For what purposes QNAP TS-2483XU-RP is best suited:

  • storage of video recordings of your NVR system
  • creating and storing backups (the server can be started on the NAS itself)
  • hosting virtual machine images
  • network gateway with OpenVPN and DPI at 10 Gbps
  • common file sharing node (block and file access for DBMS, SAP and other applications with high read/write intensity).
  • GPU transcoding media server

For what purposes QNAP TS-2483XU-RP is not suitable:

  • for serious virtualization
  • for machine learning/artificial intelligence tasks
  • as a Python compute node

Predictive troubleshooting has become one of the most interesting storage trends in recent years. This is when, for example, all NAS-s of a company send telemetry to the head office, and artificial intelligence, based on sensor readings, tries to predict in advance the failure of one or another component. This approach allows you to solve cases even before they appear. QNAP does not yet have such technology, but it is available in Seagate IronWolf hard drives, and is discussed in detail by us in. All QNAP NAS supports Seagate's advanced IronWolf HealthManagement disk health diagnostics, and some of the predictive value of your most valuable storage item can be obtained simply by choosing dedicated hard drives designed specifically for NAS.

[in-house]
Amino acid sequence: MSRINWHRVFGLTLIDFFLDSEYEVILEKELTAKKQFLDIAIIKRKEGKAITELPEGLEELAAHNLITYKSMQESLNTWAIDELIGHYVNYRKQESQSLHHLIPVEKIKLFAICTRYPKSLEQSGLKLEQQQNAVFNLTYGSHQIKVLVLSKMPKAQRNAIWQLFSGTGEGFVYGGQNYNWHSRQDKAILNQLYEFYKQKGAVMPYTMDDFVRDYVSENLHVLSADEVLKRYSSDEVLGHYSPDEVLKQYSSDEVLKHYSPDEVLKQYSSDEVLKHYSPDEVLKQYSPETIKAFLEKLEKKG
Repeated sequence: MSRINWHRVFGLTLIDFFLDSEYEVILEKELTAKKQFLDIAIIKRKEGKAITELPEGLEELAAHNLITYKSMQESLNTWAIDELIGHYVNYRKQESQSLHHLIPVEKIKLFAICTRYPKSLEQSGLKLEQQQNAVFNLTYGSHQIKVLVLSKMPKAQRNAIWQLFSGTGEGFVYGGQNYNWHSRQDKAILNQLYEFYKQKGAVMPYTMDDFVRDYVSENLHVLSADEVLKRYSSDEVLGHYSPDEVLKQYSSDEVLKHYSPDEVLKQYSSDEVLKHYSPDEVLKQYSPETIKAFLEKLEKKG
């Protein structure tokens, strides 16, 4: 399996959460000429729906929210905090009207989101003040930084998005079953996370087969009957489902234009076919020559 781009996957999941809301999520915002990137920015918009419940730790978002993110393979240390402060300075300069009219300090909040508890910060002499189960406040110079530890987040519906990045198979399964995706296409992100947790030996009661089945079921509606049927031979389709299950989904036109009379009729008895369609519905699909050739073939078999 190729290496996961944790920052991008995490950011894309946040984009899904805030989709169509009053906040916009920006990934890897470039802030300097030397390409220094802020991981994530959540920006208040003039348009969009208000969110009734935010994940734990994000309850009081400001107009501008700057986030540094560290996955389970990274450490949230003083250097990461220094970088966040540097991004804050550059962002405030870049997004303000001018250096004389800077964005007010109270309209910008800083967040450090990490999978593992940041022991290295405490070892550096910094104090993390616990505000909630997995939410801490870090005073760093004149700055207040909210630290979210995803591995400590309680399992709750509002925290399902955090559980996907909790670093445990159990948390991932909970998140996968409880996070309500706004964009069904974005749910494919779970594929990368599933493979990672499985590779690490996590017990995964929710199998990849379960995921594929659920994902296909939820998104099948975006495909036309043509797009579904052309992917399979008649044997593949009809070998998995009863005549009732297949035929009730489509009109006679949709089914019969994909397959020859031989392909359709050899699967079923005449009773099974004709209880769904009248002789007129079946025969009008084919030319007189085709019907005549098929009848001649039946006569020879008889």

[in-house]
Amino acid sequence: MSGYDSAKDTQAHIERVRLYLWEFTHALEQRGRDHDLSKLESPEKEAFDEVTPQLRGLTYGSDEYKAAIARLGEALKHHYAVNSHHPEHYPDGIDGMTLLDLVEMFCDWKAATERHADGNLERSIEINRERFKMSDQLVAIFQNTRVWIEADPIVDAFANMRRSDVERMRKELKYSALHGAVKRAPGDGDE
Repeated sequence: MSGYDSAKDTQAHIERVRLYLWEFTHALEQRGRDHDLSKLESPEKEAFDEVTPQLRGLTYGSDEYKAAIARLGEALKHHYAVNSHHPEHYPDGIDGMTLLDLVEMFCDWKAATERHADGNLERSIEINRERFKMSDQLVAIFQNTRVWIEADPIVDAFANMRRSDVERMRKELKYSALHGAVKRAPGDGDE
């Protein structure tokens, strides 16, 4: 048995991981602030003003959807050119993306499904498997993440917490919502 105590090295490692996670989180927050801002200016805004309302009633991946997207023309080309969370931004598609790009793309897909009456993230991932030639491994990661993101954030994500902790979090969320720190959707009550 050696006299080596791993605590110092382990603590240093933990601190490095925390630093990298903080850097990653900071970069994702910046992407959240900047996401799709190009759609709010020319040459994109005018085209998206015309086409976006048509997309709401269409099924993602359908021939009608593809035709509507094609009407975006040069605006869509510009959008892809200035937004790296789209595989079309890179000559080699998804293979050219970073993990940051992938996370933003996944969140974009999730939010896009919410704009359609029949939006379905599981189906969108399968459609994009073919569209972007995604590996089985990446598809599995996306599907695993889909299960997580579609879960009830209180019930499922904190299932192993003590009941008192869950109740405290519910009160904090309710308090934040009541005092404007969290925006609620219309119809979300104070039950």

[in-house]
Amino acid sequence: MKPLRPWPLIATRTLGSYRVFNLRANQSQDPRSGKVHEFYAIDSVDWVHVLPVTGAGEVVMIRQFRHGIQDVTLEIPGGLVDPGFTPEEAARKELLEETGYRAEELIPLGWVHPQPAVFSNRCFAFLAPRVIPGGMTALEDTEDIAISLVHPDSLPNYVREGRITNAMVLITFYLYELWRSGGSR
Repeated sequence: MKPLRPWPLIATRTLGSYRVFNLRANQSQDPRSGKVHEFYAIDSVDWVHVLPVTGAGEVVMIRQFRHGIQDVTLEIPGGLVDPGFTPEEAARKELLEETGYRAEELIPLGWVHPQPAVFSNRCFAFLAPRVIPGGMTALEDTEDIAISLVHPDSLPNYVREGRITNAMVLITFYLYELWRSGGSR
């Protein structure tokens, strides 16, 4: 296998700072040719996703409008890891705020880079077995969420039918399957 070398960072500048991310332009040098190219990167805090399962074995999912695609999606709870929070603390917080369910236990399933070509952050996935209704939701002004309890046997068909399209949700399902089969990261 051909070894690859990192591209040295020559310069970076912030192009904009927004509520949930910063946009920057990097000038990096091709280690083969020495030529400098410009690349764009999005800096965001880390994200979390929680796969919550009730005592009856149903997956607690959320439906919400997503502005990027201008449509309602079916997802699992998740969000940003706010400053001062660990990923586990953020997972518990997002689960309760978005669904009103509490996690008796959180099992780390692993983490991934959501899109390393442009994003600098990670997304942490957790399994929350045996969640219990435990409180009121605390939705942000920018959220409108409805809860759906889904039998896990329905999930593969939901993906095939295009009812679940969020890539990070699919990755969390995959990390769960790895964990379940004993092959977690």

Michael Degtjarev (aka LIKE OFF)

Read also:

Storage and backup of virtual machines on QNAP NAS

In small companies, NAS can significantly reduce infrastructure costs. Those who decommissioned servers yesterday by moving resources to the NAS are canceling their subscriptions to the software that QNAP performs out of the ...